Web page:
PALS

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Pediatric Advanced Life Support

 

Target Group:

 

The Heart and Stroke  Pediatric Advanced Life Support (PALS) Provider Course is designed for healthcare providers who either direct or participate in the management of respiratory and/or cardiovascular emergencies and cardiopulmonary arrest in pediatric patients, as well as others who need a PALS course completion card for job or other requirements.

 

It is highly recommended that only those who will use the skills of PALS within their scope of practice take the PALS Course. All students who meet the prerequisites and successfully pass the PALS course will receive a course completion card. Receipt of a course completion card does not grant permission to practice the skills learned.

About PALS:

 

The PALS course is designed to give students the opportunity to acquire, practice, and demonstrate proficiency in the assessment and management of critically ill pediatric patients. The primary educational methodology used in the course is that of simulation, whether for skill acquisition, complex medical decision making, or teamwork. Other modalities used are video demonstration and group discussion. Both the design and the content of the Heart and Stroke PALS Provider Course are evidence based. JREMS uses high fidelity siulators (SimJR and SimBabay) to enhance the learners experience in a medium to high fidelity environment similar to that of an Emergency Department  or IMCU.

 

Duration:

 

Full Course approximately 14-16 hours depending on class size. Renewals approximately 7-9 hours depending on class size

Course Prerequisites:

 

Participants must prepare adequately to enable successful completion of the PALS Provider Course. These courses do not teach BLS skills, interpretation of rhythm strips, or basic PALS pharmacology.  Prior to the course the participants must complete the  PALS pre-course self assessment and already be proficient through self or peer study in the following:

  • Performing high-quality BLS skills through the use of the 2015 Guidelines Update for CPR and ECC

  • Identify—on a monitor and/or paper tracing—the following rhythms and rhythm disturbances:

    • Normal sinus rhythm

    • Sinus bradycardia

    • Sinus tachycardia

    • Supraventricular tachycardia

    • Ventricular tachycardia

    • Asystole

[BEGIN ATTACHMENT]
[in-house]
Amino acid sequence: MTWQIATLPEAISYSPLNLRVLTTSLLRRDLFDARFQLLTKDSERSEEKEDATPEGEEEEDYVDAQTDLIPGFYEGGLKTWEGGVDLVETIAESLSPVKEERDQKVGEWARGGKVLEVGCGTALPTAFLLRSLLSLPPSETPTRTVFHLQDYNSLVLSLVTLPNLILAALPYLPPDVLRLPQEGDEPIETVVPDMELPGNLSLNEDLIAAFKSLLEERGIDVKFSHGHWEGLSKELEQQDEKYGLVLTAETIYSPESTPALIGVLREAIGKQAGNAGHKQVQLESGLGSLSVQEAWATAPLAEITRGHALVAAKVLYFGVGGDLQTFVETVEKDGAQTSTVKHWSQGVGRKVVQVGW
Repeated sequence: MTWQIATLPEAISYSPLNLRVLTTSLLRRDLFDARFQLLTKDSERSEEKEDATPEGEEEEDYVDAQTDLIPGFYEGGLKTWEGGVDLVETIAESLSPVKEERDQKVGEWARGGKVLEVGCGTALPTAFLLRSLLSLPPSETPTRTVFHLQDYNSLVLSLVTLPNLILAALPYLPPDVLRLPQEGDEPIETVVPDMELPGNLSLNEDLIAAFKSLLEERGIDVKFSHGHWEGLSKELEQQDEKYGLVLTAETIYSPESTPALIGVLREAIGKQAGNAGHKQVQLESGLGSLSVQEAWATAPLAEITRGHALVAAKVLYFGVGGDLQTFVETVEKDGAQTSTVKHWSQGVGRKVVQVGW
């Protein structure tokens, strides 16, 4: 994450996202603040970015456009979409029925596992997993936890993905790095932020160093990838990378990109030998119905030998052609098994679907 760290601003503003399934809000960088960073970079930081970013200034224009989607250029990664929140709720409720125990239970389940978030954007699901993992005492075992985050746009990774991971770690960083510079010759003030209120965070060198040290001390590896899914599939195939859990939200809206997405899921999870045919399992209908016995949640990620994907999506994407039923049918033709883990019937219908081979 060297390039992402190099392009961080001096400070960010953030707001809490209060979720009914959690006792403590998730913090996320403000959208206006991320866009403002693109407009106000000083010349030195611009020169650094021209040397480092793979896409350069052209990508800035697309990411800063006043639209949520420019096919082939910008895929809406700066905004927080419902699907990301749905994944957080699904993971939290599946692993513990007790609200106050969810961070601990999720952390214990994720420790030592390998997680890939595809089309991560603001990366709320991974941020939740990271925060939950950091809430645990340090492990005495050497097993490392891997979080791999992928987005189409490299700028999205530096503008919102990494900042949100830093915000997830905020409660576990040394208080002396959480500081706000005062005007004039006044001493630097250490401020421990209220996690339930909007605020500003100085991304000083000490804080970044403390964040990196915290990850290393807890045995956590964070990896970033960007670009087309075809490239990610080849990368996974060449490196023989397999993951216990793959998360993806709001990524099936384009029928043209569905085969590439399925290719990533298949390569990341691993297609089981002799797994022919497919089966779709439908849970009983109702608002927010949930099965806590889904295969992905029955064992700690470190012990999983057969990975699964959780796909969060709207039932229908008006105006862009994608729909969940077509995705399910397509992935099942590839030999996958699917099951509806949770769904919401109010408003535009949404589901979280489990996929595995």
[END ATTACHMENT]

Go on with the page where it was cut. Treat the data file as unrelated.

• Ventricular fibrillation

  • Demonstrate a basic understanding of the essential drugs used in the management of:

    • Cardiac arrest

    • Bradycardia

    • Tachycardia

 

  • Be able to combine ECG rhythm recognition and pharmacology in the management of, but not limited to cardiac arrest, bradycardia and tachycardia.

 

The prerequisite for PALS Full or Renewal Course is a current Heart and Stroke Basic Life Support card within the last 12 months as outlined in the HSF Instructor Resource Manual. HSFC BLS is the only BLS accepted, no exceptions will be made per HSFC Policy.

 

2.1.5.5. PALS PROVIDER \ RENEWAL COURSE

Provide evidence of successful completion of an HSFC Basic Life Support Course dated within one year of starting the PALS course.

• Attend all teaching and evaluation sessions.

• Successfully complete the BLS skills testing requirements using HSFC checklists.

• Successfully complete the core case scenarios using the HSFC checklists.

• Obtain 84% or greater on the closed-book, multiple-choice written examination

 

 A copy of your BLS through HSFC will be required and must be presented to the instructor prior to taking the course. If you cannot find your card, or require current BLS HCP - contact the course director via email infojrems@gmail.com

 

Current ACLS or PALS does not indicate your CPR is current.

     Content:

 

  • Perform high quality BLS in Pediatric Advanced Life Support, reflecting the 2015 Guidelines for Cardiopulmonary Resuscitation (CPR) and Emergency Cardiovascular Care (ECC)

  • Differentiate between patients who do and do not require immediate intervention

  • Recognize cardiopulmonary arrest early and begin CPR within 10 seconds of recognition

  • Apply team dynamics

  • Differentiate between respiratory distress and failure

  • Perform early interventions for respiratory distress and failure

  • Differentiate between compensated and decompensated (hypotensive) shock

  • Perform early interventions for the treatment of shock

  • Differentiate between unstable and stable patients with arrhythmias

  • Describe clinical characteristics of instability in patients with arrhythmias

  • Implement post–cardiac arrest management